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Coulter-Nile miffed at ODI non-selection

Pace bowler Nathan Coulter-Nile was surprised that some back soreness became the reason why he wasn't selected for Australia's one-day series against India.

Coulter-Nile miffed at ODI non-selection

Pace bowler Nathan Coulter-Nile was surprised that some back soreness became the reason why he wasn't selected for Australia's one-day series against India.

NATHAN COULTER-NILE of the WA XI during the Ashes series Tour Match between Western Australia XI and England at WACA in Perth, Australia.
NATHAN COULTER-NILE of the WA XI during the Ashes series Tour Match between Western Australia XI and England at WACA in Perth, Australia. Picture:Photo by Paul Kane/Getty Images

A disappointed Nathan Coulter-Nile claims he doesn't understand why he was ruled out of Australia's one-day series against India.

Coulter-Nile wasn't named in the 14-man squad, missing out on a crucial chance to push his World Cup hopes with Josh Hazlewood, Pat Cummins and Mitchell Starc each given a break.


Chief selector Trevor Hohns said in a press release when the squad was announced that they "weren't prepared to risk" him, citing "some lower-back soreness".

But the West Australian quick said he'd only told coach Justin Langer he had a sore back, and that he hadn't yet had a scan when the side was announced on Friday.

"I didn't take it the best to be honest. I think it was communicated to me really poorly," Coulter-Nile told ABC Grandstand.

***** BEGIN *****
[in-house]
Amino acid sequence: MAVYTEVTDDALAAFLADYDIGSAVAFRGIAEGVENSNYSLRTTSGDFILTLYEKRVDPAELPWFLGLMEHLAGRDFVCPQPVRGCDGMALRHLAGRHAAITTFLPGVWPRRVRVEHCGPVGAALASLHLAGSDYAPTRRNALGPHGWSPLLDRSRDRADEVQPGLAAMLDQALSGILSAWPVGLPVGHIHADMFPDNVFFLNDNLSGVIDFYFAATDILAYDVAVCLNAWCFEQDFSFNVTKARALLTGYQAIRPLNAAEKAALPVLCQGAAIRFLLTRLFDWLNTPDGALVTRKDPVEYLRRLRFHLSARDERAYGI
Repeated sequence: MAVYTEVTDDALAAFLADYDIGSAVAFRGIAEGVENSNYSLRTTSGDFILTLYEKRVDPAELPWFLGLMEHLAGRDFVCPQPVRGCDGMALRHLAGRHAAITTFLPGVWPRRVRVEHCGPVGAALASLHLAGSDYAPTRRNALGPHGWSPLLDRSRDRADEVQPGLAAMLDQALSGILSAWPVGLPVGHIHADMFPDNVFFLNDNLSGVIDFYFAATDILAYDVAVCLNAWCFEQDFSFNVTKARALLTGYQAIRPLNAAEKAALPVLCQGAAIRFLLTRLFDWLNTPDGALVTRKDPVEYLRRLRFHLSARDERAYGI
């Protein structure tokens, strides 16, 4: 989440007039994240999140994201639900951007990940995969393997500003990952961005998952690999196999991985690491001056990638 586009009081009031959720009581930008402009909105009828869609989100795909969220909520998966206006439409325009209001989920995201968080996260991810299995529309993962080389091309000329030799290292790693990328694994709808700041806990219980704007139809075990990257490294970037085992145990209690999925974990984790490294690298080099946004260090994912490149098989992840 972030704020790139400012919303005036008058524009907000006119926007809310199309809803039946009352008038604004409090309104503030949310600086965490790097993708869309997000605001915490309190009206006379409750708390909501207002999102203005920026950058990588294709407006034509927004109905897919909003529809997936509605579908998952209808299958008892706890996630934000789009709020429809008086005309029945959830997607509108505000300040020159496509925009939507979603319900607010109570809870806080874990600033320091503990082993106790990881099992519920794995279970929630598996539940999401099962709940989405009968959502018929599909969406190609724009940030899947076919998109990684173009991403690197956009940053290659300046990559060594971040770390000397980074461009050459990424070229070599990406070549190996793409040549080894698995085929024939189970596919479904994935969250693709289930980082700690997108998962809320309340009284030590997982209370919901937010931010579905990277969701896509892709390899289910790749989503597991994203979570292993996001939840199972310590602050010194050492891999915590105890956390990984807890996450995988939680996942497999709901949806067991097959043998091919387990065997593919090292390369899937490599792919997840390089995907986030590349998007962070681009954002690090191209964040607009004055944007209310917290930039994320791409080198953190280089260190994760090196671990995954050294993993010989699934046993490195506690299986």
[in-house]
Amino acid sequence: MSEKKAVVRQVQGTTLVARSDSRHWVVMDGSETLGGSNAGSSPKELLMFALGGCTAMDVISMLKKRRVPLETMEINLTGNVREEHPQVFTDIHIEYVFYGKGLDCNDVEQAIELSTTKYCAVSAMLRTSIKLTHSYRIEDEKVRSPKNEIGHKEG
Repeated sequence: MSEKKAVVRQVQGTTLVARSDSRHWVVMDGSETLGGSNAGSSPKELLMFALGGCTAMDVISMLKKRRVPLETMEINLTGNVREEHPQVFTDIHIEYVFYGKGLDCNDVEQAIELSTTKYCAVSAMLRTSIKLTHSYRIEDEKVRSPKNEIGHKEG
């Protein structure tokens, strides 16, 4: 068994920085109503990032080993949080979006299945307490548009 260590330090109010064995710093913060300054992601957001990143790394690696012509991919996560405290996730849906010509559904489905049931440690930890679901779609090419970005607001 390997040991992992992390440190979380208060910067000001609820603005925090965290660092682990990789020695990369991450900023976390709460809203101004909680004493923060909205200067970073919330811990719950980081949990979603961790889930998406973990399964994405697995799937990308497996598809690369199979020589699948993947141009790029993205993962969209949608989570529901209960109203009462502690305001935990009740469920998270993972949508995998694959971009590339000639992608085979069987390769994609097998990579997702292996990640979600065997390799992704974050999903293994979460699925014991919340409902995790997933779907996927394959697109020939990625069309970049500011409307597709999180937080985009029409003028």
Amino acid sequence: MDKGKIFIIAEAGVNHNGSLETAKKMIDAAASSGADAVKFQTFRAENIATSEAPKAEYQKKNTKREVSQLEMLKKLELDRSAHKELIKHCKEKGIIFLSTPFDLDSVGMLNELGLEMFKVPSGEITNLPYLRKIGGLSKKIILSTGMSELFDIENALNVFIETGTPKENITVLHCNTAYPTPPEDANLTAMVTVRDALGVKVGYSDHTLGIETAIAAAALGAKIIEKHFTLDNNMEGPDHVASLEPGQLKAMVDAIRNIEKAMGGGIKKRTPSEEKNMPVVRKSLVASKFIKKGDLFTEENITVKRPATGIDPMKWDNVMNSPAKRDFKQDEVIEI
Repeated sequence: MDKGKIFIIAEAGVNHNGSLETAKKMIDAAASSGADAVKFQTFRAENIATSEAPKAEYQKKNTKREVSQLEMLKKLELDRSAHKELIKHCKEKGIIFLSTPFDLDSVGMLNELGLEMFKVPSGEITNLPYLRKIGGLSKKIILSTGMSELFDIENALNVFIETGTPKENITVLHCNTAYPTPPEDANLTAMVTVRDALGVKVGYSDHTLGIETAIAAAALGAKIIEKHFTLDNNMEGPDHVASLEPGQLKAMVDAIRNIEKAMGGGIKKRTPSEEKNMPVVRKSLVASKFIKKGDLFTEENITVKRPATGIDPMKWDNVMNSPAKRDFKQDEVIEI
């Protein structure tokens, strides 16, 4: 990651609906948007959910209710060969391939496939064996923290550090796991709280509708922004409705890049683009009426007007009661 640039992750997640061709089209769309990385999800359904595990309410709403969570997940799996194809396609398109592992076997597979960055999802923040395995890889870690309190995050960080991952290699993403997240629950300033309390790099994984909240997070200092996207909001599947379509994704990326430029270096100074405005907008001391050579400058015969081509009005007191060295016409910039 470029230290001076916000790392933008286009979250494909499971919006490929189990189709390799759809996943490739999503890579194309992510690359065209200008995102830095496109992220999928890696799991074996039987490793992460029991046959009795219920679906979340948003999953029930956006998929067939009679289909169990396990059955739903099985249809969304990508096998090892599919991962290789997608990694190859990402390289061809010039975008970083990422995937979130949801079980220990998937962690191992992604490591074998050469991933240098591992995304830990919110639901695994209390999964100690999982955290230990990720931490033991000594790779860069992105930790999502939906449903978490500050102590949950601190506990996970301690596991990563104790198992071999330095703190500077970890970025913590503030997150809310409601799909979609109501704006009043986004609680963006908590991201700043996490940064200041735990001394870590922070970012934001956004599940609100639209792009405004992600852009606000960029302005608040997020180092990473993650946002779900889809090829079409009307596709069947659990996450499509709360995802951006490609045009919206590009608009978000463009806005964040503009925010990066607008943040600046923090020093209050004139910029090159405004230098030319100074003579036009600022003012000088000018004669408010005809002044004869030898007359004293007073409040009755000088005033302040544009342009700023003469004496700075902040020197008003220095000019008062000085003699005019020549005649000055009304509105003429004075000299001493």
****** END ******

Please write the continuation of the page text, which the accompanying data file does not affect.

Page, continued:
"I won't go into it but I don't think soreness is any excuse for not playing cricket. "

Coulter-Nile played in the Scorchers' Big Bash loss to Brisbane on Saturday night, however there is a significant workload jump from the 20-over to 50-over games.

He took 1-26 in three overs in his only one-dayer of 2018 against South Africa in November, before bowling three wicketless overs for 40 runs in the Twenty20 series against India.

The luckless 31-year-old has battled injuries throughout his career, keeping him to just 22 ODIs and 26 T20s for Australia.

His comments come as debate about selection criteria and communication again reared its head.

Peter Handscomb said on Sunday all his conversations in the past year had been "open and honest", as he came in and out of the side.

But Australian Cricketers Association President Greg Dyer indicated players believed there were communication issues around selections.

"The implication is it's not as full (the communication) as it used to be," Dyer told SEN Radio.

"I think from time to time we hear disquiet around the logic behind particular selections."

AAP


AAP




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